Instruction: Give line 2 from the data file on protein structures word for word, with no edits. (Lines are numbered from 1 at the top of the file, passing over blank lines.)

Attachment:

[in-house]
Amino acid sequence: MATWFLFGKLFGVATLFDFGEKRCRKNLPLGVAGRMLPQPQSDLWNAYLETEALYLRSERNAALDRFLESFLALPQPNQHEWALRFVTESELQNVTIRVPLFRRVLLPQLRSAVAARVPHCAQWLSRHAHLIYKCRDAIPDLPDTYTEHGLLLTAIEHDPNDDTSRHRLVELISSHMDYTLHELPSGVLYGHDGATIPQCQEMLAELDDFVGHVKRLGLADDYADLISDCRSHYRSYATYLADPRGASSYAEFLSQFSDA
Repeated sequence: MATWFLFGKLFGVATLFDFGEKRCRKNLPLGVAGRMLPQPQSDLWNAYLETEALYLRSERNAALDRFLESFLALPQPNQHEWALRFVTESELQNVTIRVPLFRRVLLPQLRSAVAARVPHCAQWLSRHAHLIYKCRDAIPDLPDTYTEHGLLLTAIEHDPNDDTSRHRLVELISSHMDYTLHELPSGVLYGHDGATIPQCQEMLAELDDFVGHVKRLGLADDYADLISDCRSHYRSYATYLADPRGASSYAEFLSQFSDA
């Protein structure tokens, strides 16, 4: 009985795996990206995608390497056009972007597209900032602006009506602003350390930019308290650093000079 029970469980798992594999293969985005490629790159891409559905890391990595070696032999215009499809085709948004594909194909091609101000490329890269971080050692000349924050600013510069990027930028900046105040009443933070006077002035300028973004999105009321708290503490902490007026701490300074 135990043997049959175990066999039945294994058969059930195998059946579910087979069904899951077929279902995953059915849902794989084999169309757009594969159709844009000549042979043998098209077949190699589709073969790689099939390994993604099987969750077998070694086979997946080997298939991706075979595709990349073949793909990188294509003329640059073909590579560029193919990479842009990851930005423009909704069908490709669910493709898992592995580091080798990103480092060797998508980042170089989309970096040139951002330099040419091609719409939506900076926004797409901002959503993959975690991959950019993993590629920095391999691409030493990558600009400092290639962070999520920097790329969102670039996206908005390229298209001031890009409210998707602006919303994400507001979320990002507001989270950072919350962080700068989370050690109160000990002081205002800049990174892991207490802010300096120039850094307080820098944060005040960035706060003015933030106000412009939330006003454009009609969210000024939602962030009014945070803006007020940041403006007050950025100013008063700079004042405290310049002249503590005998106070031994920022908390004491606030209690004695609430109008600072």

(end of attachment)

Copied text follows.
Amino acid sequence: MATWFLFGKLFGVATLFDFGEKRCRKNLPLGVAGRMLPQPQSDLWNAYLETEALYLRSERNAALDRFLESFLALPQPNQHEWALRFVTESELQNVTIRVPLFRRVLLPQLRSAVAARVPHCAQWLSRHAHLIYKCRDAIPDLPDTYTEHGLLLTAIEHDPNDDTSRHRLVELISSHMDYTLHELPSGVLYGHDGATIPQCQEMLAELDDFVGHVKRLGLADDYADLISDCRSHYRSYATYLADPRGASSYAEFLSQFSDA